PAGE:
The Muslim women have come out strongly against malpractices in the name of Sharia. This is a great sign for our democracy. The stubbornness of orthodox clergy and their habit of opposing religious freedom to force patriarchal attitude through unrepresentative bodies like the All India Muslim Personal Law Board (AIMPLB) tell us that the judicial path is the best way to bring in UCC.

If we go by the Indian code, respect for individual faiths is inherent in the Indian being. But we should not abandon ‘Dharma’. Dharma holds society together through a principled rule of law, not religion. It means rule of law and ethics are the same for all. This is why UCC should be seen as the state treating all communities on par.

Laws should be equal for all citizens regardless of religion, caste, or gender. In a secular democratic country, no religious law should be above Constitution. If we can have uniform criminal laws, then we should have uniform civil laws. They do not impose upon one’s religion. Goa has had UCC in place for decades. No citizen of any religious community has had any problem with it.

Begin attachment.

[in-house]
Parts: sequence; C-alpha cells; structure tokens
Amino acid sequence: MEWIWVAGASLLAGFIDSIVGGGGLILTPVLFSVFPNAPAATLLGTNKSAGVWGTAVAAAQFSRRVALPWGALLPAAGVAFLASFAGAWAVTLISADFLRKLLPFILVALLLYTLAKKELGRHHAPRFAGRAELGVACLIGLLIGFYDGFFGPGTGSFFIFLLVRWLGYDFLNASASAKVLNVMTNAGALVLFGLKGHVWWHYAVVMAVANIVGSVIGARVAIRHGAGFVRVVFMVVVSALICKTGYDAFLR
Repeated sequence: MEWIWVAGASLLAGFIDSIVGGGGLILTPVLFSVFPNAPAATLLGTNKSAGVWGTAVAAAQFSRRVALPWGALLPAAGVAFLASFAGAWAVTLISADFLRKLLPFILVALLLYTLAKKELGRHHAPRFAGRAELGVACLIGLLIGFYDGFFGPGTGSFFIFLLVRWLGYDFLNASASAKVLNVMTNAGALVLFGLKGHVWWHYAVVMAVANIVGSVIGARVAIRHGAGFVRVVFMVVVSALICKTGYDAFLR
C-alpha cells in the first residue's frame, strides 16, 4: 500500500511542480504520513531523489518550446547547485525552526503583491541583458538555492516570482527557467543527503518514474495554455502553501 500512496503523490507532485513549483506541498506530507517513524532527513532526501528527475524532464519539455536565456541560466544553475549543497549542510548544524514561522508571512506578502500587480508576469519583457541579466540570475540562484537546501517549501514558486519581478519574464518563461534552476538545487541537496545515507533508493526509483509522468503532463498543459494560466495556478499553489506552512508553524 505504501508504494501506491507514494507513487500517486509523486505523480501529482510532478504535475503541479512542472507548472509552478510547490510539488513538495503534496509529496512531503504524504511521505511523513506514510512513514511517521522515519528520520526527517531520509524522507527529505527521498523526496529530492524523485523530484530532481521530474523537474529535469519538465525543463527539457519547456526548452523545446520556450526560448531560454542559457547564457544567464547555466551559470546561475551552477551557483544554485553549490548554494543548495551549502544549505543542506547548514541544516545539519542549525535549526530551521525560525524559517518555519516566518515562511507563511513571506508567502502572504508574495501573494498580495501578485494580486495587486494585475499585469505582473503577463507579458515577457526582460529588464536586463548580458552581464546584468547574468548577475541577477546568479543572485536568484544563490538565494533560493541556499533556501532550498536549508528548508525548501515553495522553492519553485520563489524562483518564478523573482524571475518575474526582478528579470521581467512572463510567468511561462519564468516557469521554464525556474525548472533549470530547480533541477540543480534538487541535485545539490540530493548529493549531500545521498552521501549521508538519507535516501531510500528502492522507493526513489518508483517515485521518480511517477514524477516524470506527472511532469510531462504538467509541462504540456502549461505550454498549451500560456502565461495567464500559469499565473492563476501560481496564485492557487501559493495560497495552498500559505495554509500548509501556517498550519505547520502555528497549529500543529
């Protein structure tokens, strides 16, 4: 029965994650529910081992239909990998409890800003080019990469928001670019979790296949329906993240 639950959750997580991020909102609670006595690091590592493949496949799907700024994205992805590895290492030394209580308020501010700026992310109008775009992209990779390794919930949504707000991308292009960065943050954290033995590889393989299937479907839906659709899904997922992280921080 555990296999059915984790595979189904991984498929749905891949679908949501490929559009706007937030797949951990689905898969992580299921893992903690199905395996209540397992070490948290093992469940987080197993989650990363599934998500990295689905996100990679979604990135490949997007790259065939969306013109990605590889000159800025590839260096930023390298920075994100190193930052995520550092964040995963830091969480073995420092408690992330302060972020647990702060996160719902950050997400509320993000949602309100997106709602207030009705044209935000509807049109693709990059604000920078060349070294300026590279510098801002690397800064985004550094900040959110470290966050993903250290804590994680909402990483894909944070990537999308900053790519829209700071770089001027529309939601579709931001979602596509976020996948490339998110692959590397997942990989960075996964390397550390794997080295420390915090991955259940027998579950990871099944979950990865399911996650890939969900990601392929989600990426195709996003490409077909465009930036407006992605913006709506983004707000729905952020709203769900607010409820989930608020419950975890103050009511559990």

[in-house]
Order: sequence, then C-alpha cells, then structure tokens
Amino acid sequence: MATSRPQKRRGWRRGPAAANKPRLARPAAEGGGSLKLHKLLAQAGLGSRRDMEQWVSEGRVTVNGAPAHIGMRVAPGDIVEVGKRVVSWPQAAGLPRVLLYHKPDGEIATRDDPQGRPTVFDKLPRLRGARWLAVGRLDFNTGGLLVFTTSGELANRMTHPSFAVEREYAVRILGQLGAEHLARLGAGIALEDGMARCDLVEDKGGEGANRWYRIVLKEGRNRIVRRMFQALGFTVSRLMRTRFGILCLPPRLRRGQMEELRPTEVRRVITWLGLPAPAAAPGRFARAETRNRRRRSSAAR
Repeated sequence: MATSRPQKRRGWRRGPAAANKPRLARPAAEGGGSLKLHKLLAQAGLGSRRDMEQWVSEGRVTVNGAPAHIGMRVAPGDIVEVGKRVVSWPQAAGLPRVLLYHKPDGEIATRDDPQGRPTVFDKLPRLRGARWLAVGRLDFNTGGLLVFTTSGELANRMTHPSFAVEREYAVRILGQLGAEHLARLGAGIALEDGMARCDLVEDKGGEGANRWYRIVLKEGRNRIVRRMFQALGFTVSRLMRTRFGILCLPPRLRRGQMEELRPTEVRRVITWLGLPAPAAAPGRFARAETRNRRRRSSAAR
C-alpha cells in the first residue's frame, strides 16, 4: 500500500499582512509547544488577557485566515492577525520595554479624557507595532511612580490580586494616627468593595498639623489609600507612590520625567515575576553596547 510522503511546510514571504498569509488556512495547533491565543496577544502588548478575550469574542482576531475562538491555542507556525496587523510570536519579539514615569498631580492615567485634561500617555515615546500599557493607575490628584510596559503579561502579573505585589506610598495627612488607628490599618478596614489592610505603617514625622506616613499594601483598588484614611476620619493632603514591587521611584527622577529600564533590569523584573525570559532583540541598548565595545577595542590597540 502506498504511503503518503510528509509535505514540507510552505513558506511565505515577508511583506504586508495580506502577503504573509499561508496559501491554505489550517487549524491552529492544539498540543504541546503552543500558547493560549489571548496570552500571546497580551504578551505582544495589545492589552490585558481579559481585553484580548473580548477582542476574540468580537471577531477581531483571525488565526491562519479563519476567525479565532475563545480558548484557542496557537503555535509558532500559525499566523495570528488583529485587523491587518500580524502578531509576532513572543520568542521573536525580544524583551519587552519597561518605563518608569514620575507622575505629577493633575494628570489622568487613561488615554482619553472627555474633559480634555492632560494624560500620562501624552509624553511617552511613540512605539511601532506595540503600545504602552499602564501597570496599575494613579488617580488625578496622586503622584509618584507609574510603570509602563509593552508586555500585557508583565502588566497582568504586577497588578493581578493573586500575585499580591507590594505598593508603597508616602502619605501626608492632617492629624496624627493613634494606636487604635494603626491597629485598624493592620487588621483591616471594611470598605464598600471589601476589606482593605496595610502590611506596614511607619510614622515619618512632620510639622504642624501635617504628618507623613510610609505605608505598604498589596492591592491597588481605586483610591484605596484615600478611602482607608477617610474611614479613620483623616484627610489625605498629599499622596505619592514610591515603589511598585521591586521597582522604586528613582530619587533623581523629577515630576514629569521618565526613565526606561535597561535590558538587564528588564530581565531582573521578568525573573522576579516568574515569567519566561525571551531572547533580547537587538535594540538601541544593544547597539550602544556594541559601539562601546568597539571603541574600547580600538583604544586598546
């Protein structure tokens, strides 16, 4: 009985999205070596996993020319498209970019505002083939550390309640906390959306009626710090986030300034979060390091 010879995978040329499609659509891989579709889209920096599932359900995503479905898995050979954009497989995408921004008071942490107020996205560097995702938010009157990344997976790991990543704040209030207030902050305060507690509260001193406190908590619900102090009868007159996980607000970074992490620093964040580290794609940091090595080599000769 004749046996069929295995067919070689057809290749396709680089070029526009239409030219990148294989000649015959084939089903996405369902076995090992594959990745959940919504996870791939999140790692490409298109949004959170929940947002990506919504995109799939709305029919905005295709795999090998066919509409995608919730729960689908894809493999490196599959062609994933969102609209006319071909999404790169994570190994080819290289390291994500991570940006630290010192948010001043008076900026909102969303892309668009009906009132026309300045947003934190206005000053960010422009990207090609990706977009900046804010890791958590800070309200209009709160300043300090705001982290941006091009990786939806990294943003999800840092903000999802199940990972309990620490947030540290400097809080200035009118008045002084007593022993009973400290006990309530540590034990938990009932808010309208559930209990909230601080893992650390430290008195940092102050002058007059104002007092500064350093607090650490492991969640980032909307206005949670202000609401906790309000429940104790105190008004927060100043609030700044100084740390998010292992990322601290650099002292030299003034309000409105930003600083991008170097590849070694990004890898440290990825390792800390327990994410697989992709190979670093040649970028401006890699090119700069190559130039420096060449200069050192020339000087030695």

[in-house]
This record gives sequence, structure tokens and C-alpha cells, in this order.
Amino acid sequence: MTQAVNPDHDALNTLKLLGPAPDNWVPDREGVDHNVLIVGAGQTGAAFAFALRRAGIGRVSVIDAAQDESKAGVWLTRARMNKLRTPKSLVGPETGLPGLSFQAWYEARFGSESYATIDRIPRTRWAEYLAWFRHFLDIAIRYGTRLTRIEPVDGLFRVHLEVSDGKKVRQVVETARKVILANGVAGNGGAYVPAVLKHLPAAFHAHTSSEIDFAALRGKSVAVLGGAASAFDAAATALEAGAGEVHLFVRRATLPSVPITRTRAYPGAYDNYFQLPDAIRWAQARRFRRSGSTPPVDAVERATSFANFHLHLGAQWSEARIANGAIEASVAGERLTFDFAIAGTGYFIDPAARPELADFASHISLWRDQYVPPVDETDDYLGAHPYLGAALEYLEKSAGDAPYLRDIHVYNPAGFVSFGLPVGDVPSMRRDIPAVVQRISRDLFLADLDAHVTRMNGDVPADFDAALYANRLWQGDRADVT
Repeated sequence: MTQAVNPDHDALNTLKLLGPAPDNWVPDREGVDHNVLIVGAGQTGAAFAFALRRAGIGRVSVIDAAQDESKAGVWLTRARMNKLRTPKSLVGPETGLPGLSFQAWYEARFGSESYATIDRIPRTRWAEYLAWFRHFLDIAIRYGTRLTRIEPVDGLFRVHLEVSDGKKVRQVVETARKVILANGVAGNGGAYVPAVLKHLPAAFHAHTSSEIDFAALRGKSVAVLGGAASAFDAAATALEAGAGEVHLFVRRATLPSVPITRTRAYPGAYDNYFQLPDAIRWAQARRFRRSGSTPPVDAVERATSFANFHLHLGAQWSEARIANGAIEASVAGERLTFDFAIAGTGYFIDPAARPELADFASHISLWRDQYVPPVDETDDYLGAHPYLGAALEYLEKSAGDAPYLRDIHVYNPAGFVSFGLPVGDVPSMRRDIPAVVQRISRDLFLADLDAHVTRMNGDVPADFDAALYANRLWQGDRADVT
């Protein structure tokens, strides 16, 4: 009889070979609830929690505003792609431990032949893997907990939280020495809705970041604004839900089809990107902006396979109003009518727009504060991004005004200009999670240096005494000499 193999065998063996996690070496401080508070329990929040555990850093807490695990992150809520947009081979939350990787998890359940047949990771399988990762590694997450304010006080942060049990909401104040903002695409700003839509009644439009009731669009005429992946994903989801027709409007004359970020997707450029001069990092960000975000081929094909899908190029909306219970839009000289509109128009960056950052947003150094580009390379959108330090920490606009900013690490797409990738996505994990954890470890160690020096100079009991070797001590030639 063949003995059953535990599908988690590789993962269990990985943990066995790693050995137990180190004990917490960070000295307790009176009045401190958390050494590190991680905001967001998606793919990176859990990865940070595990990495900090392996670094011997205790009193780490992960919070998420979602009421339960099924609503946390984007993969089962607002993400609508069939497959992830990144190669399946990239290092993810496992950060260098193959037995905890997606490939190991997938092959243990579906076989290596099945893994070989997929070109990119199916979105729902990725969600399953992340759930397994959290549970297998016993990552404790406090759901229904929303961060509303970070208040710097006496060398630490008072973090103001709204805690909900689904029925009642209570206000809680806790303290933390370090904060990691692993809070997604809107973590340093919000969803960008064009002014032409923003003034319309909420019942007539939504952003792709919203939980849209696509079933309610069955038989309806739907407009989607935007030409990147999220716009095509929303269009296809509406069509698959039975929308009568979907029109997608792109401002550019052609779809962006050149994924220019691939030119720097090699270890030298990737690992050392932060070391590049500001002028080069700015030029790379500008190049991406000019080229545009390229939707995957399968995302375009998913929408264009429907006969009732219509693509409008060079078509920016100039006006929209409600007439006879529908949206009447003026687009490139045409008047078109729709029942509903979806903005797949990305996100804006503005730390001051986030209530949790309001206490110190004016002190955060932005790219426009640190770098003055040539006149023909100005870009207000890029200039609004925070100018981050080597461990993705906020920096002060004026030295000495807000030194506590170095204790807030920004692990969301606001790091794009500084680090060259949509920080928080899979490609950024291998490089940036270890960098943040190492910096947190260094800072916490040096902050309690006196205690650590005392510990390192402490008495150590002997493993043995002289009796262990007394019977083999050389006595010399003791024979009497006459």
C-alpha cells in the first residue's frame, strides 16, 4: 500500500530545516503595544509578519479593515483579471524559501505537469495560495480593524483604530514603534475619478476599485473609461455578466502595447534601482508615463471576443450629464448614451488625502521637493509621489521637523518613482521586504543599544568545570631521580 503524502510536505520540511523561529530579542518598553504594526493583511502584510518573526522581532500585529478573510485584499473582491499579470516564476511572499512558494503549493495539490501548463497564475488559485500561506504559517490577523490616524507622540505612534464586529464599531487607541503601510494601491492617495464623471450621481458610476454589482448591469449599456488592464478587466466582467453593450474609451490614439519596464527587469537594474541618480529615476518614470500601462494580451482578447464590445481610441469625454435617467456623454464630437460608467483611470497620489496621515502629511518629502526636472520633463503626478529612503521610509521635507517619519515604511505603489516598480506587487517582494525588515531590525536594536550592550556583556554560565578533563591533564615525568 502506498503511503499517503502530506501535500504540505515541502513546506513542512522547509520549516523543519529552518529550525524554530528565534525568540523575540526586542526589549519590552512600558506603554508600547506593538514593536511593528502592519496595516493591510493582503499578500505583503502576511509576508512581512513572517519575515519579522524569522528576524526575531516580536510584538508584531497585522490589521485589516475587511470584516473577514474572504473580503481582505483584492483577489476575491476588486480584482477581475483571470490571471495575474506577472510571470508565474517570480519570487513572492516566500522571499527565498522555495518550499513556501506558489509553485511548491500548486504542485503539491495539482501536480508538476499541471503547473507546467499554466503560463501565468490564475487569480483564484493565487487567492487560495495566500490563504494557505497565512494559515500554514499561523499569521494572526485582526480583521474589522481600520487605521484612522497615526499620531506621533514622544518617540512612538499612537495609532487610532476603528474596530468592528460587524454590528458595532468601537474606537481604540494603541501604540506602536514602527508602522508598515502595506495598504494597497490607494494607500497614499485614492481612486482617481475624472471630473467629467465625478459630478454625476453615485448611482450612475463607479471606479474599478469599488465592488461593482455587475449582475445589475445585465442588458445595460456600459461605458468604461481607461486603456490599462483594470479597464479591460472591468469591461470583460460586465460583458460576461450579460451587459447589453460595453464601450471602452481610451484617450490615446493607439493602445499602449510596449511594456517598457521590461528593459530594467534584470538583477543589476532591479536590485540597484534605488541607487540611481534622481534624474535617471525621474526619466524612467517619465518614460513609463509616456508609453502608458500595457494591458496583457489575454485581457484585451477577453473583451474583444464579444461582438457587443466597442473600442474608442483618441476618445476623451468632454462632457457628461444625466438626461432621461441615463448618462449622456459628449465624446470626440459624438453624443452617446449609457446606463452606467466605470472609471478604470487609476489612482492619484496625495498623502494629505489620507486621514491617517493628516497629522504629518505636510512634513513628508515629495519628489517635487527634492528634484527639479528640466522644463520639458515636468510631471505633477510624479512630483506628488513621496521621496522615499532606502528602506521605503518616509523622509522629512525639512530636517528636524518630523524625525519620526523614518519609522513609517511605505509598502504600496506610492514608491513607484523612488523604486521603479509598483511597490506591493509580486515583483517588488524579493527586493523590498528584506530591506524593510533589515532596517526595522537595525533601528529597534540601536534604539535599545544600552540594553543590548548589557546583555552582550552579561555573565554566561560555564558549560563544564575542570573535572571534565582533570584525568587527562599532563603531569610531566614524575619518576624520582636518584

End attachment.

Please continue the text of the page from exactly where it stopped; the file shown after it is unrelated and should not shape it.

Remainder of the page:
The cloud over civil laws has made the lives of people seeking justice very painful. There is an urgent need to unify civil laws for common people to seek easy and fast justice, just as there is a need to amend outdated criminal laws. What is the use of laws if they give justice to Shah Bano in three decades or an innocent person is released after 10-20 years in jail as an undertrial? What is the use of laws that require an expensive advocate to interpret them for a poor complainant and allow the cases to be dragged on for years, essentially breaking the willpower of the plaintiff rather than delivering justice?

A prior condition to imposing UCC is that the State should have the determination to enforce it on all citizens. We can discuss UCC only if the state is willing to implement it. Uniform Civil Code needs to be discussed widely, away from religious beliefs, and as a way to provide equal justice to the vulnerable section of society.